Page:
South Bend: Mueller debates Haas

If you think politicians are all the same, you haven’t seen Democrat James Mueller and Republican Sean Haas debate. Although they’re both 37, wore gray suits with white shirts and ties, and grew up on the city’s east side, attending St. Anthony de Padua Catholic grade school together, they contrasted sharply Tuesday night at Indiana University South Bend’s Wiekamp Hall in their only debate before the Nov. 5 South Bend mayoral election (Parrott, South Bend Tribune). Haas criticized Mayor Pete Buttigieg, under whom Mueller served as chief of staff and executive director of community investment, for saying after a shooting that, “All police work and all of American life takes place in the shadow of racism…” Haas said officer morale has tanked because police believe O’Neill, who has since quit, has been prejudged without due process. “I don’t believe in systemic racism. I believe there are bad actors in every single profession, whether it’s police officers, teachers, lawyers, but to blanketly call an entire force racist based on the action of a few, I believe, is irresponsible and frankly a lie.” Mueller said racism can be more nuanced and “is not always explicit, not always necessarily explicitly hateful. It comes about in implicit ways. You’re less likely to get a bank loan approved… you go to the doctor and they’re less likely to take your pain seriously because you’re a certain race.”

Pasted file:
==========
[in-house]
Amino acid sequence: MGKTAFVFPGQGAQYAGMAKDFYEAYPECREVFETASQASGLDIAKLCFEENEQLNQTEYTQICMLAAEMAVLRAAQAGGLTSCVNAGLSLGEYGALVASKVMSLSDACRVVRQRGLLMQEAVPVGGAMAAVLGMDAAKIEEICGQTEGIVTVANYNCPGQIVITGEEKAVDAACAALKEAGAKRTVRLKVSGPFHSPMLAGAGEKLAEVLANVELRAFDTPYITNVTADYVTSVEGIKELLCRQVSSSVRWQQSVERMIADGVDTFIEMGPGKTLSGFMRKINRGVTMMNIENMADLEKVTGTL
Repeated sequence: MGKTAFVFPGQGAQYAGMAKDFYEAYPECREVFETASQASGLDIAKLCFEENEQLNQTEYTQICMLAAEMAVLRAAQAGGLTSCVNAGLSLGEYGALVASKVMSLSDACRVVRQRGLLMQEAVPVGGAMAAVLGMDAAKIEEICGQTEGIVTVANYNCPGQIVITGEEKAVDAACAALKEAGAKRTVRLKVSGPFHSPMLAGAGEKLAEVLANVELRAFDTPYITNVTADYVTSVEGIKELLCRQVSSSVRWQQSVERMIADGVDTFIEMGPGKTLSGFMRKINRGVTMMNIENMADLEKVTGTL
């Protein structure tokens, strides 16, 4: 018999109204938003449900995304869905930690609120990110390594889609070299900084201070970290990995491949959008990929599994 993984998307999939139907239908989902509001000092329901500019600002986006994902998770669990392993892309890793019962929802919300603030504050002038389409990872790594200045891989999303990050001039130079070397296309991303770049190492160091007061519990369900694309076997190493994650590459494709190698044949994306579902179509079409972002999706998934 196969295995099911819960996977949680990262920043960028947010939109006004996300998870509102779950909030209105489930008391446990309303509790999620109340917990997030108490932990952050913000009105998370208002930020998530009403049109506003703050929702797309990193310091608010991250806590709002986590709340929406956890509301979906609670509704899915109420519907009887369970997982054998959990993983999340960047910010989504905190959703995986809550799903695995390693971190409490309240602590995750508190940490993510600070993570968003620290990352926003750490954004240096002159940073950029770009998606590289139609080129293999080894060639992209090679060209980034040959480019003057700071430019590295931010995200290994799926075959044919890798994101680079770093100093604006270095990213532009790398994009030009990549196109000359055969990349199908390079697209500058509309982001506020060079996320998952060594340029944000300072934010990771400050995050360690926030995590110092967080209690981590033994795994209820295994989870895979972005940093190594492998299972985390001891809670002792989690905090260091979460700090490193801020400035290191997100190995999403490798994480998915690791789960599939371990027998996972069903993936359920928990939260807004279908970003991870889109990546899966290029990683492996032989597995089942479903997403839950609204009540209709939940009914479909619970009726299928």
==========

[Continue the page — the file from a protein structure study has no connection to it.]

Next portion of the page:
Zody calls on Holcomb to denounce  Greencastle council candidate

Indiana Democratic Party Chairman John Zody demanded Gov. Eric Holcomb and the Indiana Republican Party call on GOP Greencastle city council candidate Haywood Ware to apologize for racist, transphobic and Islamophobic messages. Zody believed Holcomb needs to set an example as the leader of the Indiana Republican Party and call on Ware to terminate his campaign immediately. “It’s time for Eric Holcomb to stand by his words and denounce Republicans who threaten Indiana’s reputation as a welcoming place,” said Zody. “We should hold politicians to the highest standard. There’s no place for Ware’s hateful speech on the city council in Greencastle. Eric Holcomb needs to lead by calling on Ware to apologize and resign.”

General Assembly

HD45: Primary opponent for Borders

Jeff Gormong, 52, announced he will challenge Rep. Bruce Borders in the Republican primary (Modesitt, Terre Haute Tribune-Star). Gormong, a farmer in southern Vigo County, said his decision to run is not an indictment of the job he thinks Borders has done. “This is something I’m passionate about and think I can do well,” Gormong said. “I talked to Mr. Borders before making this announcement to let him know I’d be running and that I’m not upset with him but just wanted to give this a shot. I think it’s time for some change.” Gormong, manager of Gormong Family Farms, has served on the Indiana Farm Bureau state board of directors since 2008.